b. Consulting with a management expert about staffing schedules.
c. Ensuring that the senior nursing officer attends the board meetings.
d. Instituting improved practices to reduce needle-stick injuries.

The IOM report (2004) highlighted the importance of the attendance of the senior nurse executive at board meetings to enhance understanding of issues and opportunities in the system that contribute to safe (or unsafe) nursing practice and patient care.

REF: Page 28
TOP: AONE competency: Communication and Relationship-Building

4. During review of back injuries, it is determined that mechanical lifts and transfer belts are not being properly used. In addressing this concern, the unit manager:
a. Meets individually with nurses who are observed to be using the lifts incorrectly to review the correct procedure.
b. After consultation with the staff about the review, orders new lifts to replace older ones that are malfunctioning.
c. Blames the system for inadequate funding for resources.
d. Reviews the system of reporting incidents to ensure that appropriate reporting is occurring.

The IOM report (2004) points to the need to involve nurses in decisions that affect them and the provision of care.

REF: Page 28
TOP: AONE competency: Communication and Relationship-Building

5. Before the IOM report was issued, “To err is human” adverse events were considered:
a. A normal risk.
b. Rare.
c. A reflection of some organizations.
d. Related to systems errors.

The IOM report (2004) highlighted deaths attributable to medical error as more common than was once thought.

REF: Pages 26, 27 TOP: AONE competency: Knowledge of Healthcare Environment

6. In complying with Crossing the Quality Chasm, you ensure that:
a. Patients are actively encouraged to make decisions related to care.
b. Rules and decisions are made through centralized processes.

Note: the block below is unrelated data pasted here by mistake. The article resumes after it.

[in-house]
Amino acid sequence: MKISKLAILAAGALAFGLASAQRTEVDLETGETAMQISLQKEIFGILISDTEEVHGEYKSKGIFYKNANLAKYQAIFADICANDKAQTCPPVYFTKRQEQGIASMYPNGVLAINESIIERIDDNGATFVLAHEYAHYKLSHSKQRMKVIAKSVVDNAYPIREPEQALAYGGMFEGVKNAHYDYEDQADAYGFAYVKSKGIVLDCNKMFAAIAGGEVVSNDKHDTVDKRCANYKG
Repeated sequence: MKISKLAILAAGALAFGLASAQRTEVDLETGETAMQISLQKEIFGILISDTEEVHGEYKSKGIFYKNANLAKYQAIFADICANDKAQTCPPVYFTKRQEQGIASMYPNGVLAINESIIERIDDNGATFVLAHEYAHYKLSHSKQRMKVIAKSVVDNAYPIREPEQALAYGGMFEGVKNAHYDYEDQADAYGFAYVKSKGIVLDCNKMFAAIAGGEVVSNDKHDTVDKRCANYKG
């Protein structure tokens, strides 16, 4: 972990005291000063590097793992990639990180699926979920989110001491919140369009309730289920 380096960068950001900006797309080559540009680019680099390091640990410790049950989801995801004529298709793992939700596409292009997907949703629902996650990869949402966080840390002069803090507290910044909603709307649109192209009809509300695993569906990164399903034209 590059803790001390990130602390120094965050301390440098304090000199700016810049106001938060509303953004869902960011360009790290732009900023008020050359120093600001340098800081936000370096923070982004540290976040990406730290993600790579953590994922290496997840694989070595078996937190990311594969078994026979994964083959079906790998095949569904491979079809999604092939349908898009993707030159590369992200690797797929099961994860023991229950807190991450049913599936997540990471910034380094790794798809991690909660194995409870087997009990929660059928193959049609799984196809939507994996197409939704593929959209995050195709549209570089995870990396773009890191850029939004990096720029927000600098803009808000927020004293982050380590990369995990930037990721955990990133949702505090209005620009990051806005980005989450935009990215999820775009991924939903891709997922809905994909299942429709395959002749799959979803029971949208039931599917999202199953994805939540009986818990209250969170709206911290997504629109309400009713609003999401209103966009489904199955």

c. You monitor the performance of each staff member closely.
d. Preference is given to increasing staff numbers rather than staff credentials.

Quality care is related to safer patient care, and autonomy in decision making is associated with the factors identified in the report.

REF: Pages 26, 27
TOP: AONE competency: Knowledge of the Healthcare Environment

7. After consulting with practice environments about quality and safety concerns in health care, the Dean of Health Programs at US University develops:
a. A nursing program that emphasizes the development of a strong disciplinary identity.
b. Programming that stresses discipline-based research.
c. Partnerships with health care to develop software for reporting of adverse events.
d. An interdisciplinary program for nurses, pharmacists, and medical practitioners that emphasizes collaborative learning teams.

Health Professions Education identified that education related to health disciplines in silos leads to compromised communication and inability to function as an integrated whole for patient-centered care.

REF: Pages 27, 28 TOP: AONE competency: Knowledge of Healthcare Environment

8. In designing a quality, safe healthcare environment, the primary emphasis needs to be on:
a. Evidence-based practice.